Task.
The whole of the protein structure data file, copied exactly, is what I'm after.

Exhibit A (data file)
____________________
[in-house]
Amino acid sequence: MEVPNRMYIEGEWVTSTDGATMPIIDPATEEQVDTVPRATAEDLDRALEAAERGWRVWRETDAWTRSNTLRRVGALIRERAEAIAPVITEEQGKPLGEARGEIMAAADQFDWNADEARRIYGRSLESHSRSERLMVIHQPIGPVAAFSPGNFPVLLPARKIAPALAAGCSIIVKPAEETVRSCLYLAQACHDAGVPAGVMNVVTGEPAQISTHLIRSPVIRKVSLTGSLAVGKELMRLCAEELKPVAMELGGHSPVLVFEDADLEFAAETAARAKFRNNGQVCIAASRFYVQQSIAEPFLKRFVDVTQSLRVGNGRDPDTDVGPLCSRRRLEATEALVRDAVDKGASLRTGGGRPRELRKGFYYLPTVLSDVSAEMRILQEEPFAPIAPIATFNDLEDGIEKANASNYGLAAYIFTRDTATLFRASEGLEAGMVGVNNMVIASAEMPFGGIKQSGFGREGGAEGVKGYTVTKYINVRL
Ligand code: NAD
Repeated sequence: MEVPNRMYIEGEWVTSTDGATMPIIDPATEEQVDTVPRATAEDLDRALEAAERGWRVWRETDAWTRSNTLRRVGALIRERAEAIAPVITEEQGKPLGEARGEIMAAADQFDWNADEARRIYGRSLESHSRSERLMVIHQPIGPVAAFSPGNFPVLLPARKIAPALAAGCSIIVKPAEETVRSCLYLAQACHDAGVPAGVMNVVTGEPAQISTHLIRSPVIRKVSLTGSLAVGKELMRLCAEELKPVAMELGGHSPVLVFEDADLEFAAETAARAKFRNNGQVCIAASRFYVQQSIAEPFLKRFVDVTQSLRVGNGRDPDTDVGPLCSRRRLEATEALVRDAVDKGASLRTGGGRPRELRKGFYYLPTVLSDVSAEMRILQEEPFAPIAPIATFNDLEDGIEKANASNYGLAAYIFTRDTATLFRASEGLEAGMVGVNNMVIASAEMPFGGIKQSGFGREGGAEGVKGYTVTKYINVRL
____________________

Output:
[in-house]
Amino acid sequence: MEVPNRMYIEGEWVTSTDGATMPIIDPATEEQVDTVPRATAEDLDRALEAAERGWRVWRETDAWTRSNTLRRVGALIRERAEAIAPVITEEQGKPLGEARGEIMAAADQFDWNADEARRIYGRSLESHSRSERLMVIHQPIGPVAAFSPGNFPVLLPARKIAPALAAGCSIIVKPAEETVRSCLYLAQACHDAGVPAGVMNVVTGEPAQISTHLIRSPVIRKVSLTGSLAVGKELMRLCAEELKPVAMELGGHSPVLVFEDADLEFAAETAARAKFRNNGQVCIAASRFYVQQSIAEPFLKRFVDVTQSLRVGNGRDPDTDVGPLCSRRRLEATEALVRDAVDKGASLRTGGGRPRELRKGFYYLPTVLSDVSAEMRILQEEPFAPIAPIATFNDLEDGIEKANASNYGLAAYIFTRDTATLFRASEGLEAGMVGVNNMVIASAEMPFGGIKQSGFGREGGAEGVKGYTVTKYINVRL
Ligand code: NAD
Repeated sequence: MEVPNRMYIEGEWVTSTDGATMPIIDPATEEQVDTVPRATAEDLDRALEAAERGWRVWRETDAWTRSNTLRRVGALIRERAEAIAPVITEEQGKPLGEARGEIMAAADQFDWNADEARRIYGRSLESHSRSERLMVIHQPIGPVAAFSPGNFPVLLPARKIAPALAAGCSIIVKPAEETVRSCLYLAQACHDAGVPAGVMNVVTGEPAQISTHLIRSPVIRKVSLTGSLAVGKELMRLCAEELKPVAMELGGHSPVLVFEDADLEFAAETAARAKFRNNGQVCIAASRFYVQQSIAEPFLKRFVDVTQSLRVGNGRDPDTDVGPLCSRRRLEATEALVRDAVDKGASLRTGGGRPRELRKGFYYLPTVLSDVSAEMRILQEEPFAPIAPIATFNDLEDGIEKANASNYGLAAYIFTRDTATLFRASEGLEAGMVGVNNMVIASAEMPFGGIKQSGFGREGGAEGVKGYTVTKYINVRL